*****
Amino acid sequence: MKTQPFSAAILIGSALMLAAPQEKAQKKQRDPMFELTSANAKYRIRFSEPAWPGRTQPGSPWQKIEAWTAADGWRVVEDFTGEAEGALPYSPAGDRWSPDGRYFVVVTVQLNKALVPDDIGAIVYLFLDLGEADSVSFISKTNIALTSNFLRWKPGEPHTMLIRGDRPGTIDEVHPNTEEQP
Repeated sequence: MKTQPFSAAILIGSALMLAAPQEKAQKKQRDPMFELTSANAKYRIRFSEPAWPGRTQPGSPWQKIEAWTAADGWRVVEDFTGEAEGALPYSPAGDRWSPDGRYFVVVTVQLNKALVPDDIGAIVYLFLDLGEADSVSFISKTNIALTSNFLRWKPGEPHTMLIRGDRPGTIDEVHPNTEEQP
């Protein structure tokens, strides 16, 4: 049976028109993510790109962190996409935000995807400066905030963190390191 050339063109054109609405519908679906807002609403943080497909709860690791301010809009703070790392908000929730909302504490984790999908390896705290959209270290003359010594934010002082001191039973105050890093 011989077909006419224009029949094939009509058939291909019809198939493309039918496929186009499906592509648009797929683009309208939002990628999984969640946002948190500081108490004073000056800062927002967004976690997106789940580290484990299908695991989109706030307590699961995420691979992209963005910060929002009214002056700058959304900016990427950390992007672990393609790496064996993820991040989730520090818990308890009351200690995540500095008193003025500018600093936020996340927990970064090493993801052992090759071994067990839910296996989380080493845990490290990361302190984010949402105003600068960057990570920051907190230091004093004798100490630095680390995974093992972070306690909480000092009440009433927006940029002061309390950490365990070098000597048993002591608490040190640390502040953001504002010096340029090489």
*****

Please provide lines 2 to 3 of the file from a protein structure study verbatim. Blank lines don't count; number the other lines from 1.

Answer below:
Repeated sequence: MKTQPFSAAILIGSALMLAAPQEKAQKKQRDPMFELTSANAKYRIRFSEPAWPGRTQPGSPWQKIEAWTAADGWRVVEDFTGEAEGALPYSPAGDRWSPDGRYFVVVTVQLNKALVPDDIGAIVYLFLDLGEADSVSFISKTNIALTSNFLRWKPGEPHTMLIRGDRPGTIDEVHPNTEEQP
């Protein structure tokens, strides 16, 4: 049976028109993510790109962190996409935000995807400066905030963190390191 050339063109054109609405519908679906807002609403943080497909709860690791301010809009703070790392908000929730909302504490984790999908390896705290959209270290003359010594934010002082001191039973105050890093 011989077909006419224009029949094939009509058939291909019809198939493309039918496929186009499906592509648009797929683009309208939002990628999984969640946002948190500081108490004073000056800062927002967004976690997106789940580290484990299908695991989109706030307590699961995420691979992209963005910060929002009214002056700058959304900016990427950390992007672990393609790496064996993820991040989730520090818990308890009351200690995540500095008193003025500018600093936020996340927990970064090493993801052992090759071994067990839910296996989380080493845990490290990361302190984010949402105003600068960057990570920051907190230091004093004798100490630095680390995974093992972070306690909480000092009440009433927006940029002061309390950490365990070098000597048993002591608490040190640390502040953001504002010096340029090489």